As Little Mix moved on towards their second album, they needed to change things up to ensure they weren’t just riding the coattails of their TV talent show fame and prove themselves as legitimate forces to be reckoned with. And sounding like a literal battle cry, complete with bellowing calls to attention and commanding war horns, ‘Salute’ dares skeptics to doubt Little Mix’s legitimacy as pop superstars-in-training.

‘Black Magic’ – Get Weird (2015)

If ‘Salute’ was a challenge to sceptics, then ‘Black Magic’ obliterated them completely. ‘Black Magic’ mixed the oh-so-sweetness of Little Mix’s first album with the defiance of their second and certified them as a group to stay. Beyond that, the group was as tight as ever and reached their third album – Get Weird – with their original lineup. Geri Halliwell left the Spice Girls before album #3, Camila Cabello left Fifth Harmony before album #3, Destiny’s Child changed lineups multiple times before album #3 and the Pussycat Dolls didn’t even make it to album #3.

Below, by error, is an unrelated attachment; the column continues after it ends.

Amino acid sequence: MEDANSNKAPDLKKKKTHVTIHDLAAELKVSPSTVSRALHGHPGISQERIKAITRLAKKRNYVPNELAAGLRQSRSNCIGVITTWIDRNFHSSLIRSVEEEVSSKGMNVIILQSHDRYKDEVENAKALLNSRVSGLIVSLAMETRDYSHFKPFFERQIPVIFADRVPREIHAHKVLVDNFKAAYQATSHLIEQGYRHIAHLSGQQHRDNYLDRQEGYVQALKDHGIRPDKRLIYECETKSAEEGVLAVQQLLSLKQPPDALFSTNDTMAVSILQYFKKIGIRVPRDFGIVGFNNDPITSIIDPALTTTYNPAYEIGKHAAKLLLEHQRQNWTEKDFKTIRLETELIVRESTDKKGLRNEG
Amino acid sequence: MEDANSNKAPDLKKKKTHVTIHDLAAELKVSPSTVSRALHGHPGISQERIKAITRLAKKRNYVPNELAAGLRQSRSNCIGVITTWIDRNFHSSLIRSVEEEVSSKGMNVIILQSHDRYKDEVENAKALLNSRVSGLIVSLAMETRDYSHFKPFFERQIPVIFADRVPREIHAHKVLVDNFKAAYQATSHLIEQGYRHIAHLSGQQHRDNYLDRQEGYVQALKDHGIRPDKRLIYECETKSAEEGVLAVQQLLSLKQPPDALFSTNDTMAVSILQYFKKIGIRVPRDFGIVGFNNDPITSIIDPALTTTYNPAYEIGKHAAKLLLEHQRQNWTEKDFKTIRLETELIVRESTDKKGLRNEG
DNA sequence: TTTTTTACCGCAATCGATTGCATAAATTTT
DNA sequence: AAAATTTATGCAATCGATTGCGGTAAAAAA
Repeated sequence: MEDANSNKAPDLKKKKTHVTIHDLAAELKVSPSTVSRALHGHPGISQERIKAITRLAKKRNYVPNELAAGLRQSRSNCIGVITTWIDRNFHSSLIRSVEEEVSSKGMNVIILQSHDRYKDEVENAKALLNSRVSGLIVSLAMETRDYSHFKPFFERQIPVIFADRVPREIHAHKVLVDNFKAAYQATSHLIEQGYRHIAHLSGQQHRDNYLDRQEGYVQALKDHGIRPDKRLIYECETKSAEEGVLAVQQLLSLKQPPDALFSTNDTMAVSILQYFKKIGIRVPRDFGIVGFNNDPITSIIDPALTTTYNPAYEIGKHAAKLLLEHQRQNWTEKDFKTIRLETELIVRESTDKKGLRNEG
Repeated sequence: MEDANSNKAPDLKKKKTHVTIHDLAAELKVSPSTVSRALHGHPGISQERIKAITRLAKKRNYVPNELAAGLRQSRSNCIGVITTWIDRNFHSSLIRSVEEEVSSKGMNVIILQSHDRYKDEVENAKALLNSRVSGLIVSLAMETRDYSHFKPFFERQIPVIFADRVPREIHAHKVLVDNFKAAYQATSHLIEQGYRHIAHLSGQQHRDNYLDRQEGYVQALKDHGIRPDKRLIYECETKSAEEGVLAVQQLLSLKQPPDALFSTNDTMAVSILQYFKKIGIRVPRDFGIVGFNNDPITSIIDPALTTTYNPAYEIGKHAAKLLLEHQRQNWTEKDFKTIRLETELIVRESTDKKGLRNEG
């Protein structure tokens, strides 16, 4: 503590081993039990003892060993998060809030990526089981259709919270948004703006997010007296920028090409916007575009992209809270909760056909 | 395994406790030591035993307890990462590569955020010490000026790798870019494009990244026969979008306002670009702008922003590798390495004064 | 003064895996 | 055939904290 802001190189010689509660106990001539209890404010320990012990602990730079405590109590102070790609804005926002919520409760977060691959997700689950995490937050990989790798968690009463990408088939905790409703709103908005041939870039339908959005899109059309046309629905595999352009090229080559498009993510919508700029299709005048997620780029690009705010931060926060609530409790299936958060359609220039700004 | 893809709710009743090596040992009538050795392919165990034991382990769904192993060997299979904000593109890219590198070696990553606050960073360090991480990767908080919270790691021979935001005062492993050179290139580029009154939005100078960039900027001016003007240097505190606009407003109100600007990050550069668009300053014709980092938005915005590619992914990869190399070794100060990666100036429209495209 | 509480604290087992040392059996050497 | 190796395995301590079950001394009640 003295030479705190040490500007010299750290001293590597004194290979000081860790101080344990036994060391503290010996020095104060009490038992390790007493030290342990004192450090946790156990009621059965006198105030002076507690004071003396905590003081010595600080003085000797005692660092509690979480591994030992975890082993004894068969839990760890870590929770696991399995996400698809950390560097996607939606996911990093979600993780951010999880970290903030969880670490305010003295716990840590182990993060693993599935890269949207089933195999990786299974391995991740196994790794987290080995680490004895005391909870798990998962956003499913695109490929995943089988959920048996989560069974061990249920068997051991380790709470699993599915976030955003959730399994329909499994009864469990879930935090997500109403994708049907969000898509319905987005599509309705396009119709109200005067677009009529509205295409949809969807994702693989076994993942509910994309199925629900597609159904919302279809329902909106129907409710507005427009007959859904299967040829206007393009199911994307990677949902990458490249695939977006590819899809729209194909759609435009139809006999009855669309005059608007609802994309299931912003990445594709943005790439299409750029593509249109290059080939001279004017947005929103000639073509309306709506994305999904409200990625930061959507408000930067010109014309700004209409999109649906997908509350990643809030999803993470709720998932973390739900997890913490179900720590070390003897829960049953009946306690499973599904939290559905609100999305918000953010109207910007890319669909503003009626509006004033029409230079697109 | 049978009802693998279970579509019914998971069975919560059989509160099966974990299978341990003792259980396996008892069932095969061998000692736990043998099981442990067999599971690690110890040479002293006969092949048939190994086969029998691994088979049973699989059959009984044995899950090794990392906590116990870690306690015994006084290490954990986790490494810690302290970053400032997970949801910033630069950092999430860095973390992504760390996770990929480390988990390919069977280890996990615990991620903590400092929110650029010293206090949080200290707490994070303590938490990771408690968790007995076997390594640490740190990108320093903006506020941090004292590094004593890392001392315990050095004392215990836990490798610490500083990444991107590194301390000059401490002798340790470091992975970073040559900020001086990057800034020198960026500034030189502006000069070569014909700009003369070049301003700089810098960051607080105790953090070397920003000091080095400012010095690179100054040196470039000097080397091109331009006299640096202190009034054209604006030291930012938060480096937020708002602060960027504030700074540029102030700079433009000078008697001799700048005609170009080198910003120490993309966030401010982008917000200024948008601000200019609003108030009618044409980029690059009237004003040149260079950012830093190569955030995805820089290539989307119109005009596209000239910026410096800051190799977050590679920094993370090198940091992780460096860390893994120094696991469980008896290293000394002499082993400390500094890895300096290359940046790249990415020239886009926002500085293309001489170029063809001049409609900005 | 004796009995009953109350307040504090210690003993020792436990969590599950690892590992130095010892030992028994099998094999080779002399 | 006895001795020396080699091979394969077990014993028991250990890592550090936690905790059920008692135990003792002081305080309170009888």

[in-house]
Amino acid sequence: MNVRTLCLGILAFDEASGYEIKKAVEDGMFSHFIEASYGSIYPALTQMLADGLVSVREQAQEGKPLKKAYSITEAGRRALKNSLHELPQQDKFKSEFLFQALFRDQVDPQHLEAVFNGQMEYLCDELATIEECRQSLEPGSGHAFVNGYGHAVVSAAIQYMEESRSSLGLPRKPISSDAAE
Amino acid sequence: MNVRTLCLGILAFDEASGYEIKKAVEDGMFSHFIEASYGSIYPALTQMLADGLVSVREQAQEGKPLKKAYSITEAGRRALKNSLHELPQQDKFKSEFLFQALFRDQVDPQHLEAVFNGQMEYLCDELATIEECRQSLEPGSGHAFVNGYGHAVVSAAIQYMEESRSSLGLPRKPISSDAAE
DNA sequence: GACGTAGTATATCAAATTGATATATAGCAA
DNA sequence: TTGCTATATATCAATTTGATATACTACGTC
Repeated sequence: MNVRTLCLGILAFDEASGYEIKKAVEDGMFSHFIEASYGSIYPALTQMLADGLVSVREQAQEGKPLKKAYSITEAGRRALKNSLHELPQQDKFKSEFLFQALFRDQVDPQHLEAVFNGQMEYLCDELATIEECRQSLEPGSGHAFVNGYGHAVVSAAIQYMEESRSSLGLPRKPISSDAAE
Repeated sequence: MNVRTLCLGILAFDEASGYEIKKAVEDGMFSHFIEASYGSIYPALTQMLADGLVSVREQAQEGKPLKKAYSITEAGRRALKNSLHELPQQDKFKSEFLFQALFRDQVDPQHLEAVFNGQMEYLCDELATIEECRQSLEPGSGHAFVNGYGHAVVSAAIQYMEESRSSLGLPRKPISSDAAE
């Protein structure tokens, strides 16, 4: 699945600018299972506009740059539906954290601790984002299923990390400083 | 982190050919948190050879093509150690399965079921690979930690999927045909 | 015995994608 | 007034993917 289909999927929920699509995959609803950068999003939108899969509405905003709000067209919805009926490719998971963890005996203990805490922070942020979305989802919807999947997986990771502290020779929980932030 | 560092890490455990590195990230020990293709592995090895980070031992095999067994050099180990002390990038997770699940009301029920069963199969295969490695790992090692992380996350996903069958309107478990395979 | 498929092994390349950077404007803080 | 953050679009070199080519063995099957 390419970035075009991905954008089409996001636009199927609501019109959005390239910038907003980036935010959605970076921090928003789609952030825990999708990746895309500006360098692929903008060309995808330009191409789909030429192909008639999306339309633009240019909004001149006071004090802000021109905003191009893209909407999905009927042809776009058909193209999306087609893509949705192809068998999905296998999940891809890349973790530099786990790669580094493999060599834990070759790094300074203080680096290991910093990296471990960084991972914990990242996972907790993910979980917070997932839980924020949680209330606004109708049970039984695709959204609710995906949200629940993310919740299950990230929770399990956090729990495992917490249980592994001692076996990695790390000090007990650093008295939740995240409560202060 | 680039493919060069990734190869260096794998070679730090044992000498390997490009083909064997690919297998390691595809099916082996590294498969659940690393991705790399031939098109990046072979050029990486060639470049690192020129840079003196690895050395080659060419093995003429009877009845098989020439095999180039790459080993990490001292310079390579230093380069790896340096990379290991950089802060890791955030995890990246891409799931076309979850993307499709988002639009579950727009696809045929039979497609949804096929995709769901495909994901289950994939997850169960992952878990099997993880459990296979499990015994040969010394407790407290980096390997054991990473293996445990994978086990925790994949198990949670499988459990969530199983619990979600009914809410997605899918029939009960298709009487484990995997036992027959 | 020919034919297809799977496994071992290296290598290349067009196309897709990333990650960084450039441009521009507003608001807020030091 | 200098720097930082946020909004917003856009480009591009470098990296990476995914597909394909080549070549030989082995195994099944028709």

‘Black Magic’, with its unrelenting hook and ’80s-inspired strutting guitar line, would go on to be their internationally successful song up to that point, and it’s not hard to see why.

‘Secret Love Song (feat. Jason Derulo)’ – Get Weird (2015)

A sullen but splendid reminder that Little Mix will absolutely floor you with their vocal prowess, ‘Secret Love Song’ arrived when stadium-ready pop ballads were few and far between on the charts. In an area that to this day is almost solely dominated by Adele, Little Mix temporarily ditched their bubblegum for red wine and, with the help of Jason Derulo, gave an ode to forbidden love that booms with emotion with every chorus.

‘Shout Out To My Ex’ – Glory Days (2016)